Sweet potato selection at Shinojino (Photo: Kathryn Wortley)

Kumamoto’s Farmhouse Cooking

Traditional, local dishes served in style

Sweet potato selection at Shinojino (Photo: Kathryn Wortley)
Kathryn Wortley   - 5 min read

Home to one of a mere handful of Globally Important Agricultural Heritage Systems, according to the Food and Agriculture Organization of the United Nations, Kumamoto is a foodie’s paradise.

Not only are there plentiful dishes unique to the prefecture, such as basashi (raw horsemeat), karashi renkon (lotus root filled with mustard) and ikinari dango (sweet potato dumplings), there is also a rich heritage of homemade cuisine and farm-to-table cooking.

I tried out three restaurants that showcase traditional local foods to enjoy a taste of yesteryear.

Farm Restaurant Shinojino

Dedicated to promoting local production and consumption of food and drink, this warm and welcoming eatery is operated by Kumamoto Agricultural Cooperative.

There are a variety of Kumamoto brands to choose from, including wagyu beef and rindo pork, as well as fresh vegetables from across the prefecture.

I opted for a mixture of both meat and greens, steamed at the table in two traditional wooden boxes and accompanied by dipping sauces.

As shino is Kumamoto dialect for the joy of the harvest and jino means local food, the restaurant’s name is a fitting tribute to its showcase of tasty, local food.

Yamae no Manma

Located in the village of Yamae in rural Kumamoto, Yamae no Manma was established as a non-profit restaurant to bring together local people, home-cooked meals and visitors from home and abroad. Since opening in 2005, its homely atmosphere and hearty meals have delivered culinary nostalgia that has seen customers keep coming back for more.

The building itself is historic, having been built in 1922 as the village hall. Though it was completely remodelled as a restaurant, it retains its original external features and is a registered cultural property.

The set lunch, which changes daily based on the local produce available in the early morning, is a delight for the eye as well as the taste buds. My favorite item was the rice topped with renowned Yamae chestnuts.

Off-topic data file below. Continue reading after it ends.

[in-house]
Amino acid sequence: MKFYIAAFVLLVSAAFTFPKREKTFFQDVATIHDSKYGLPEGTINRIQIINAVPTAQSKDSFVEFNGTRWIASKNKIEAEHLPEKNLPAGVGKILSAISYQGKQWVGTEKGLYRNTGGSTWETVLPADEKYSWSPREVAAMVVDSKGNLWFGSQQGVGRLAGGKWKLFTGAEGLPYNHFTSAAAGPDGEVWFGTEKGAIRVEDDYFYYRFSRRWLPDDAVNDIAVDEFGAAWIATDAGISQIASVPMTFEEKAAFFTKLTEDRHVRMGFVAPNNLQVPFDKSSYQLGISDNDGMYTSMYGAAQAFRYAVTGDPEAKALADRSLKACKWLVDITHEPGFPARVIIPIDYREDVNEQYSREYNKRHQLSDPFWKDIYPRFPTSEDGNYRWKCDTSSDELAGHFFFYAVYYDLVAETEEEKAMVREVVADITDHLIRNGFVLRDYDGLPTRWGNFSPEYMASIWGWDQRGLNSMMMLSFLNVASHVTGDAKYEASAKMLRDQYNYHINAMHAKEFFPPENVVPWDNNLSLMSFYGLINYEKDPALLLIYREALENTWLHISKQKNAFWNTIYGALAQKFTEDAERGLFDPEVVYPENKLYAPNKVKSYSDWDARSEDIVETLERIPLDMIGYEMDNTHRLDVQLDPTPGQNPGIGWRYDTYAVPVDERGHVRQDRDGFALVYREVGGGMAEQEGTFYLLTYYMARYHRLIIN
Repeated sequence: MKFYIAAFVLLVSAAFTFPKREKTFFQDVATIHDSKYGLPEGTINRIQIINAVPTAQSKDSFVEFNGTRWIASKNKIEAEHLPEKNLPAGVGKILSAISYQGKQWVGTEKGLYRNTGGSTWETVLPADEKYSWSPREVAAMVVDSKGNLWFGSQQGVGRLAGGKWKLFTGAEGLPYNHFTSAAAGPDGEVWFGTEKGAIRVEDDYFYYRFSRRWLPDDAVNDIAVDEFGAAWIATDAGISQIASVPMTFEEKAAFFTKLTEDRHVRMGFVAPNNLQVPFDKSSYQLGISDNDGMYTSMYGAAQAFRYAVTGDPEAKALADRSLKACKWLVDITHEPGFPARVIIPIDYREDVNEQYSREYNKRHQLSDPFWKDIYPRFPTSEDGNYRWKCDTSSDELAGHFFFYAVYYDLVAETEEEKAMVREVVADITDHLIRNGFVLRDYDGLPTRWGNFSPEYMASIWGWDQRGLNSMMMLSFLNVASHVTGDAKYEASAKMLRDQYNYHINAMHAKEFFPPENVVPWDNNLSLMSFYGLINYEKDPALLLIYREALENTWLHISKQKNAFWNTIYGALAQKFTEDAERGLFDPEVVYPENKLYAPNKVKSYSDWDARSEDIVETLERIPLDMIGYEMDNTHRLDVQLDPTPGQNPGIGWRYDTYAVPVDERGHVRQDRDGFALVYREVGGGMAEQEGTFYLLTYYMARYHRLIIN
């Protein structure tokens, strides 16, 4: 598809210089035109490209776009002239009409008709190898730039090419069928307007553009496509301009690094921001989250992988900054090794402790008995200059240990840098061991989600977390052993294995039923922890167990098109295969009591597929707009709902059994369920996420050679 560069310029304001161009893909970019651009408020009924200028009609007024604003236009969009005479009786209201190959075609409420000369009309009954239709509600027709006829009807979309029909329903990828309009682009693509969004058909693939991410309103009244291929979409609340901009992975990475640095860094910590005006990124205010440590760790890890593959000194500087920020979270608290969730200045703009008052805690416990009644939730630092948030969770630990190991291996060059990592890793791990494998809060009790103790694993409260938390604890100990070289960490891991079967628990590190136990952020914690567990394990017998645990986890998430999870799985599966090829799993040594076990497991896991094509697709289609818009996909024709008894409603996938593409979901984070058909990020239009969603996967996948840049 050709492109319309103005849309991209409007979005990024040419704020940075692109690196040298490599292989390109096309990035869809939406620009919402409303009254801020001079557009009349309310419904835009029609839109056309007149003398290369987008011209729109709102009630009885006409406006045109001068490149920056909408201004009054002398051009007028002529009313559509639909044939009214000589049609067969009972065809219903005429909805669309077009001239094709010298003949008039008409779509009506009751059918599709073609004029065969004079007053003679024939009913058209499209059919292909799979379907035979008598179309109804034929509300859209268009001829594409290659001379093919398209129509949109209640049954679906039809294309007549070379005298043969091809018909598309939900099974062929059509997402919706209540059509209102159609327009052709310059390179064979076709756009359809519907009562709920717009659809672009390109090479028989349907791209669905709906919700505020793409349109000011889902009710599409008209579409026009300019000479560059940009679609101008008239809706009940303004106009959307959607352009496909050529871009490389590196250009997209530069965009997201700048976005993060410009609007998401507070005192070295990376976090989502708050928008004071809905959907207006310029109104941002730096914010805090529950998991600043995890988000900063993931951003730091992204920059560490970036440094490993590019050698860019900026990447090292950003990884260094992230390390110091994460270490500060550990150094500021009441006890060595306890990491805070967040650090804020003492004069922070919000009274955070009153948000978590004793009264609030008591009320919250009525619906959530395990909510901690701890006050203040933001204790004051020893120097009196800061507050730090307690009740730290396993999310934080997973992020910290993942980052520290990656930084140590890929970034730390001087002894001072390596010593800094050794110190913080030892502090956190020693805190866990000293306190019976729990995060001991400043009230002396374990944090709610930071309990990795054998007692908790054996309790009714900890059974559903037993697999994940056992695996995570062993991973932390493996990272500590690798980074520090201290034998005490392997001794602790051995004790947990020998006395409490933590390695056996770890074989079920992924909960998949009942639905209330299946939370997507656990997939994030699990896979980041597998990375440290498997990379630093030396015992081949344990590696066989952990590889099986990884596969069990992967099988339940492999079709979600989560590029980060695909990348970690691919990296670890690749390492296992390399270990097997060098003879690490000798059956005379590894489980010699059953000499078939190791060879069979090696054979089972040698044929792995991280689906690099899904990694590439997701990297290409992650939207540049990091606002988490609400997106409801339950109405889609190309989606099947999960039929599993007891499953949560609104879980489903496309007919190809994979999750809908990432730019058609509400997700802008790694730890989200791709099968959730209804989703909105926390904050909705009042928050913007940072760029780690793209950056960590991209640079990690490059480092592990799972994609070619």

The friendly staff were passionate in describing the dishes, largely because many of them were the chefs who created them, at home or in the restaurant. They truly give Yamae no Manma a sense of homeliness.


  • Opening hours: Monday to Saturday, 11:30am - 2pm
  • Address: 868-0092, 熊本県, 球磨郡山江村大字山田甲1415番地
  • Tel: 0966-35-7000
  • Fax: 0966-35-7001
  • Website: https://yamaenomanma.jimdo.com/

Ryukin Kanosato

The goal of farmhouse restaurant Ryukin Kanosato is similar to the establishments above - to connect people via cuisine. A large group of local women with a passion for traditional cuisine is using the eatery as a vehicle to spread awareness of Kumamoto’s food culture. By doing so, it hopes to support the local area and ensure wisdom from the kitchen continues to be passed down from generation to generation.

We enjoyed a set course, which was made-to-order based on our food requests. Many dishes were taken from recipe books which have been produced by Ryukin Kanosato’s members to promote the local cuisine.

The food was plentiful and delicious, with depth of flavour and nods to the season. What’s more, the chefs ensured that the set course was nutritionally balanced, allowing us to indulge guilt-free.


  • Address: 879-1 Fukadanishi, Asagiri-cho, Kuma-gun, Kumamoto Prefecture, 868-0444
  • Tel: 0996-45-1660
  • Email: ryukinka888@gmail.com
  • Website: http://ryukinka.com/contact/en/

Getting there

A 5-minute walk from Hanabatacho Station, which is served by Kumamoto's tram system.

Kathryn Wortley

Kathryn Wortley @kathryn.wortley

Loving Japan